The flowers and roots and leaves of this herbaceous plant are used. It contains sesquiterpene lactones, essential oil, flavonoids and traces of pyrrolizidine alkaloids. Topical use on whole skin. Indications in traditional medicine without evidence of its effectiveness: topical anti-inflammatory in bruises, sprains and localized muscle pain (EMA 2014). Do not apply to damaged skin It is very toxic orally (Anderson 2017), having described gastroenteritis, cardiac arrhythmia, neurological problems and death (WHO 2007 p.77, nal 2001) in people who took it and a case of severe hemolytic anemia in 9-day-old newborn whose mother was taking arnica infusion (Miller 2009). At the date of the last update, we did not find published data on its excretion in breast milk. The small dose and poor plasma absorption of most topical dermatological preparations make it unlikely that a significant amount will pass into breast milk. Do not apply on the breast so that the infant does not ingest it, or in large areas or for prolonged periods to avoid systemic absorption. Hands should be washed after applying arnica to avoid possible contact with the infants mouth.
On last update no relevant published data on breastfeeding were found. Because of essential oil toxicity its use is not recommended except with of an occasional and moderate manner. Produces a change in odour and flavour of milk that may cause rejection by the infant. When topically used it is safe while breastfeeding provided it is not applied on the nipple. Leaves of tree are used. Contains essential oil (Eucalyptol), tannins, terpenes, flavonoids, phenolic acids. Suggested properties (not clinically tested): Expectorant, Mucolytic, Anti-septic. Eucalyptol is neurotoxic and may induce seizures. An over-dosing is potentially lethal. Not indicated for children under 4 years old.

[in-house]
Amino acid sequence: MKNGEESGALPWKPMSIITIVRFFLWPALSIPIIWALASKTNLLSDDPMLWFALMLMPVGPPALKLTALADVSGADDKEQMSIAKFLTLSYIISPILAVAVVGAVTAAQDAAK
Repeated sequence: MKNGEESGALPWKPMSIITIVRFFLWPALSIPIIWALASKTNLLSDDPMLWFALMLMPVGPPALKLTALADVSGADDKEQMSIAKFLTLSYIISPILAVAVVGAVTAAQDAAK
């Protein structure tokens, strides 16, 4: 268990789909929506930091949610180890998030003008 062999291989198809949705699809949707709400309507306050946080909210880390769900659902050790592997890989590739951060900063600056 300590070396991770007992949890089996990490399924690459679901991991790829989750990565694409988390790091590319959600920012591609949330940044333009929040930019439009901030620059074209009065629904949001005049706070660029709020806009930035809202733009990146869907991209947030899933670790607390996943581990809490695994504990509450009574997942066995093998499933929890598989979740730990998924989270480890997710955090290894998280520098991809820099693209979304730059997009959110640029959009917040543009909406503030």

CAS Number: 977002-47-3
Bush. Bark, leaves, roots, flowers and fruits are used for medicinal purposes in traditional medicine (diuretic, laxative, anti-infective for cold relief ...) without any scientific evidence on effectiveness.It contains flavonoids (quercetin, isoquercitin and rutin), phenolic acids, terpenes, minerals, tannins. Quercetin is excreted in breast milk in a concentration which increases with diets that contain products like elderberry. In the elderberry as well as other plants are contained endocrine disruptors that could display pro or counter-estrogen activity. Since it has no proven therapeutic benefit, it seems wise to avoid any consumption or doing it in very moderate way during lactation.
Climbing plant. The female inflorescences or flower tips are used.It contains phloroglucinols, estrogenic, quercetin, kaempferol, tannins, phenolic acids essential oil and flavonoids. One of its components, 8-prenylnaringenin (8-PN) is the most powerful phytoestrogen known. Properties that are attributed: hypnotic, sedative, orexigenic.It is used as a flavoring and stabilizer of the beer.Indications German Commission E Ministry of Health, EMA and ESCOP: insomnia, nervousness, anxiety There is no scientific evidence showing an improvement in milk production.A possible estrogenic effect may be a decrease in milk production.The best galactogogue is a frequent and on-demand breastfeeding along with proper technique. During breastfeeding its consumption should be moderate or occasional.